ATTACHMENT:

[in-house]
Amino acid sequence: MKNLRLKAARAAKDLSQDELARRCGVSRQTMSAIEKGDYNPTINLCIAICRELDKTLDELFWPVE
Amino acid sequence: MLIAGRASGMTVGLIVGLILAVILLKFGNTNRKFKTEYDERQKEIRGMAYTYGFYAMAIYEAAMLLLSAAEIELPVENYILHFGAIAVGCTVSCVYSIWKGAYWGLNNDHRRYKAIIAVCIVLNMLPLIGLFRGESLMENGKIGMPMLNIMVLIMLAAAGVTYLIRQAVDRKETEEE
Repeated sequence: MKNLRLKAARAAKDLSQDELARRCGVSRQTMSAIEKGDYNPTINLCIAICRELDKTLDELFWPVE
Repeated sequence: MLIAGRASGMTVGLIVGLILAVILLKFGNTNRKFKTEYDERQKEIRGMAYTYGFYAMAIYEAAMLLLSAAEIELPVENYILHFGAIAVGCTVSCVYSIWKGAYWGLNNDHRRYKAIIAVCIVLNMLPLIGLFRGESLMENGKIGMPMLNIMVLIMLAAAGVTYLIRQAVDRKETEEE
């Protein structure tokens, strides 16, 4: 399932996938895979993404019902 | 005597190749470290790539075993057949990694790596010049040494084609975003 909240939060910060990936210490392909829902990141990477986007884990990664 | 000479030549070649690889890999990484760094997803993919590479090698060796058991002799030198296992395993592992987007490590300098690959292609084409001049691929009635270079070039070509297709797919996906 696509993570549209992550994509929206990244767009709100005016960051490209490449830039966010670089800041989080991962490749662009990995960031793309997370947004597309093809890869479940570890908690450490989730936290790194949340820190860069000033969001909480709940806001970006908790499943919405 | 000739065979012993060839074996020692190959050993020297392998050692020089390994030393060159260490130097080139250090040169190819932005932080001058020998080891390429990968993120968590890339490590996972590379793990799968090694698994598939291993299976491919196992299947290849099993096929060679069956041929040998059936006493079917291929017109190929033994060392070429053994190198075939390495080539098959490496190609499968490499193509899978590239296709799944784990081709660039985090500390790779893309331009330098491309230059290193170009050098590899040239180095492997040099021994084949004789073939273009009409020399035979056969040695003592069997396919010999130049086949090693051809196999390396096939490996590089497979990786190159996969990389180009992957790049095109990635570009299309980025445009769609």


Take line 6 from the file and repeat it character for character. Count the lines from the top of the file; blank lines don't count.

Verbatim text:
């Protein structure tokens, strides 16, 4: 399932996938895979993404019902 | 005597190749470290790539075993057949990694790596010049040494084609975003 909240939060910060990936210490392909829902990141990477986007884990990664 | 000479030549070649690889890999990484760094997803993919590479090698060796058991002799030198296992395993592992987007490590300098690959292609084409001049691929009635270079070039070509297709797919996906 696509993570549209992550994509929206990244767009709100005016960051490209490449830039966010670089800041989080991962490749662009990995960031793309997370947004597309093809890869479940570890908690450490989730936290790194949340820190860069000033969001909480709940806001970006908790499943919405 | 000739065979012993060839074996020692190959050993020297392998050692020089390994030393060159260490130097080139250090040169190819932005932080001058020998080891390429990968993120968590890339490590996972590379793990799968090694698994598939291993299976491919196992299947290849099993096929060679069956041929040998059936006493079917291929017109190929033994060392070429053994190198075939390495080539098959490496190609499968490499193509899978590239296709799944784990081709660039985090500390790779893309331009330098491309230059290193170009050098590899040239180095492997040099021994084949004789073939273009009409020399035979056969040695003592069997396919010999130049086949090693051809196999390396096939490996590089497979990786190159996969990389180009992957790049095109990635570009299309980025445009769609």